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Clean Air Act

In the back and forth between climate skeptics and conservationists, we’ve clearly got two things on our side (although many of our foes would argue this): science and the law.

This point was clearly delineated during a panel discussing the congressional attacks on the Environmental Protection Agency (and the Clean Air Act and Clean Water Act) at the Society of Environmental Journalists conference in Miami last week.

Quick! Somebody tell Tipper Gore that "clean air" and "public health" are now considered dirty words. Well, at least in the U.S. House of Representatives. If the House had a swear jar, I'd bet such utterances would be as punishable as your garden variety expletives.

Earlier this week, Earthjustice attorney Jenny Harbine went to court to argue that the state of Montana was legally required to consider steps to minimize the consequences of burning more than a half-a-billion tons of coal before leasing it to St. Louis-based Arch Coal, Inc. Earthjustice is representing the Montana Environmental Information Center and the Sierra Club in a lawsuit asking the court to cancel the lease so that the state may study options for minimizing or avoiding the environmental consequences of this massive strip mine.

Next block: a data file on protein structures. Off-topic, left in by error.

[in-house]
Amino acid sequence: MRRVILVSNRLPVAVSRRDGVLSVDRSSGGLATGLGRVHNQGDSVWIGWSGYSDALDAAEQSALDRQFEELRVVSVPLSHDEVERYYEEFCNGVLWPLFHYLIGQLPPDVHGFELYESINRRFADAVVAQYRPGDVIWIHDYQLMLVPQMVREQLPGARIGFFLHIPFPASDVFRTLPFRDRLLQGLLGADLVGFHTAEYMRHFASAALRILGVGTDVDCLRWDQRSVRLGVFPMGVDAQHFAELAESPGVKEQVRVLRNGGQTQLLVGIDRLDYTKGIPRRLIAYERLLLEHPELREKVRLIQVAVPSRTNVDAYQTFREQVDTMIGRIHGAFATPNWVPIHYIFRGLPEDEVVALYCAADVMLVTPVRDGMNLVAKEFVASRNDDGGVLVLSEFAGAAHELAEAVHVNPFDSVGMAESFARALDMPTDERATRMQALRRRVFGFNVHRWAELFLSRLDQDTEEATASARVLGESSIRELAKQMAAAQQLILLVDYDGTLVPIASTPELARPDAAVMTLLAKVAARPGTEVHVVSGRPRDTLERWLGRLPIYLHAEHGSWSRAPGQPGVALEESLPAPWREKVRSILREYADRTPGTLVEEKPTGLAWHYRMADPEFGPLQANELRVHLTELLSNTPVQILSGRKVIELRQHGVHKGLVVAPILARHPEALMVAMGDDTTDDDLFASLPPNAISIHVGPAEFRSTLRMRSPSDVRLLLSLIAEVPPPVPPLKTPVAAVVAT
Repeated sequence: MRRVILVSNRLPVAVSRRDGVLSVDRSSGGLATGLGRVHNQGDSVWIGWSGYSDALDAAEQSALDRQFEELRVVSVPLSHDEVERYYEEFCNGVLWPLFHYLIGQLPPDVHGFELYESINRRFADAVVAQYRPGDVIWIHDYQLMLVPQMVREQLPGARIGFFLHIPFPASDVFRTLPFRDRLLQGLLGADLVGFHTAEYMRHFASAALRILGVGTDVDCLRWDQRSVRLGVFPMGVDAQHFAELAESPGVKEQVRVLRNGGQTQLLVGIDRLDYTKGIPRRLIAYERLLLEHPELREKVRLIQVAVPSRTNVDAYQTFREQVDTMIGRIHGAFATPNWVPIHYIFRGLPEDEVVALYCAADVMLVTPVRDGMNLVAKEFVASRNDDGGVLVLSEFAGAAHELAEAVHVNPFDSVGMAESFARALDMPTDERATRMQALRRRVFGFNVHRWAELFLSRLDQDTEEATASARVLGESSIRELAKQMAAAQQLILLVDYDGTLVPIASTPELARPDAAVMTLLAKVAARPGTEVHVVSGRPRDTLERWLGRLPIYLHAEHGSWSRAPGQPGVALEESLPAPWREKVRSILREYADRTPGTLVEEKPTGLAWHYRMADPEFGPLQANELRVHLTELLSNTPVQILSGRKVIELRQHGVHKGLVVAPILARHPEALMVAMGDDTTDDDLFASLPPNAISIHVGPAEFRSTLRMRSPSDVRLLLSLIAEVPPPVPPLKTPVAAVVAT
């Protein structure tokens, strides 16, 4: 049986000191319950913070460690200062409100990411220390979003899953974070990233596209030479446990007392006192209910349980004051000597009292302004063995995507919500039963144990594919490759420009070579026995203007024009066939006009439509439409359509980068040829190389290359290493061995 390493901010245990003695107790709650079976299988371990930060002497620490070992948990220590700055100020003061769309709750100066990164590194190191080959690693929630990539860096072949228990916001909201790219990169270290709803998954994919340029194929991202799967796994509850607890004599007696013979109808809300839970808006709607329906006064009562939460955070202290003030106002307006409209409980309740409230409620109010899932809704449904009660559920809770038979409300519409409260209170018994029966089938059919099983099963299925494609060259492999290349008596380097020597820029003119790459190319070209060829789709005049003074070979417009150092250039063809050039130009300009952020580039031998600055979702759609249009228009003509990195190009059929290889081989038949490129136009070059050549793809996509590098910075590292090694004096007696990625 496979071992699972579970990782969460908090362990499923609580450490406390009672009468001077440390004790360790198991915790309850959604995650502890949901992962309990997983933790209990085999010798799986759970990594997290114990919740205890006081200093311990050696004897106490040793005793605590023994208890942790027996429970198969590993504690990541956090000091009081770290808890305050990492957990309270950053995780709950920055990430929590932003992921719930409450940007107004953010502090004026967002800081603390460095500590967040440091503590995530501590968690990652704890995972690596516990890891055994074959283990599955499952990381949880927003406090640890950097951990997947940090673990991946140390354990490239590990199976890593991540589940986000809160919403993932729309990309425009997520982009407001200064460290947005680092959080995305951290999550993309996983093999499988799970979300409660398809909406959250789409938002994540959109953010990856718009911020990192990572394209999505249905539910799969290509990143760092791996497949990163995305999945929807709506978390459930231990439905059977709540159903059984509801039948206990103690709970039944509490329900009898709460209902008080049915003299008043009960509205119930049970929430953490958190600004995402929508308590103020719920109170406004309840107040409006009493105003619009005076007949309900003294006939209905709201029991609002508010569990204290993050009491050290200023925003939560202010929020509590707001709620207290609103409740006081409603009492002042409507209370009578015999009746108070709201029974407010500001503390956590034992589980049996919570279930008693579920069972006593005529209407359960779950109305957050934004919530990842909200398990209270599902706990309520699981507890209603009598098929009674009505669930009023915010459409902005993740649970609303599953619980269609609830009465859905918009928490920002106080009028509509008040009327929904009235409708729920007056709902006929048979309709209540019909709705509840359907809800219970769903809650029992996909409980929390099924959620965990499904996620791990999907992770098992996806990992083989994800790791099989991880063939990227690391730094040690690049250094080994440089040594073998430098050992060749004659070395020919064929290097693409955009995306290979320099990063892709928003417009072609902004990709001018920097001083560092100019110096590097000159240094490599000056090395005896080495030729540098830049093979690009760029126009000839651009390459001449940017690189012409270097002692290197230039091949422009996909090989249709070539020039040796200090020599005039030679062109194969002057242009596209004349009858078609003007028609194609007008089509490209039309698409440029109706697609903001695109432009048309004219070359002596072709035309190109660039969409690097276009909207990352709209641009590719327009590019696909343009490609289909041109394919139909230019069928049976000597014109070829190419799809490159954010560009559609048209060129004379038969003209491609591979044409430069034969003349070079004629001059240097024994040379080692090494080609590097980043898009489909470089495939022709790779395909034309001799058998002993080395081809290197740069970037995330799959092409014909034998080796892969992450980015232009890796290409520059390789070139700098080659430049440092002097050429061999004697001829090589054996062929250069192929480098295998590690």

Try this the next time you go camping at your favorite state or national park: dump into your campsite’s fire pit a few tires, a little plastic, a dash of chemical solvents and some random industrial waste—then strike a match and let the inferno begin.

Oh sure, you’ll be sending toxic pollutants into the air but, hey, when the ranger comes by and asks you if you’re crazy, just tell him that you’re taking your cue from the House Energy and Commerce Committee.

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About the Earthjustice Blog

unEARTHED is a forum for the voices and stories of the people behind Earthjustice's work. The views and opinions expressed in this blog do not necessarily represent the opinion or position of Earthjustice or its board, clients, or funders. Learn more about Earthjustice.